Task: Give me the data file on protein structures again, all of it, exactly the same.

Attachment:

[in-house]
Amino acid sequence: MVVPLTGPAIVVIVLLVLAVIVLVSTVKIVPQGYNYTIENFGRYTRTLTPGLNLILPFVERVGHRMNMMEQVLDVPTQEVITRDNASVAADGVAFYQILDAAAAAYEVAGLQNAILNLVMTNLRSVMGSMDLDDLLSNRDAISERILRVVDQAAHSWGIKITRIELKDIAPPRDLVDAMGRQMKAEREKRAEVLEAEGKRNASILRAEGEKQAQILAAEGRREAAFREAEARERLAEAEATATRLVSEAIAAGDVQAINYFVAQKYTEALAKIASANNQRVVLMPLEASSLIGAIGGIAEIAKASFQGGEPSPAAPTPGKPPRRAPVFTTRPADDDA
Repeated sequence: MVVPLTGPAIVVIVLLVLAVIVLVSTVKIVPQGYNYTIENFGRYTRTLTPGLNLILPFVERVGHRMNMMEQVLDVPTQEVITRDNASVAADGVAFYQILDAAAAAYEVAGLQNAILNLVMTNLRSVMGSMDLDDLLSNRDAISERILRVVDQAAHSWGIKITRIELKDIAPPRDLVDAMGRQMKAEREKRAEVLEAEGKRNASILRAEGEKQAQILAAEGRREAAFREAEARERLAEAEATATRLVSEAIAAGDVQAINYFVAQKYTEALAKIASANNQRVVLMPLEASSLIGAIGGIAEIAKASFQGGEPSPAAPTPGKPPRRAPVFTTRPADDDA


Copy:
[in-house]
Amino acid sequence: MVVPLTGPAIVVIVLLVLAVIVLVSTVKIVPQGYNYTIENFGRYTRTLTPGLNLILPFVERVGHRMNMMEQVLDVPTQEVITRDNASVAADGVAFYQILDAAAAAYEVAGLQNAILNLVMTNLRSVMGSMDLDDLLSNRDAISERILRVVDQAAHSWGIKITRIELKDIAPPRDLVDAMGRQMKAEREKRAEVLEAEGKRNASILRAEGEKQAQILAAEGRREAAFREAEARERLAEAEATATRLVSEAIAAGDVQAINYFVAQKYTEALAKIASANNQRVVLMPLEASSLIGAIGGIAEIAKASFQGGEPSPAAPTPGKPPRRAPVFTTRPADDDA
Repeated sequence: MVVPLTGPAIVVIVLLVLAVIVLVSTVKIVPQGYNYTIENFGRYTRTLTPGLNLILPFVERVGHRMNMMEQVLDVPTQEVITRDNASVAADGVAFYQILDAAAAAYEVAGLQNAILNLVMTNLRSVMGSMDLDDLLSNRDAISERILRVVDQAAHSWGIKITRIELKDIAPPRDLVDAMGRQMKAEREKRAEVLEAEGKRNASILRAEGEKQAQILAAEGRREAAFREAEARERLAEAEATATRLVSEAIAAGDVQAINYFVAQKYTEALAKIASANNQRVVLMPLEASSLIGAIGGIAEIAKASFQGGEPSPAAPTPGKPPRRAPVFTTRPADDDA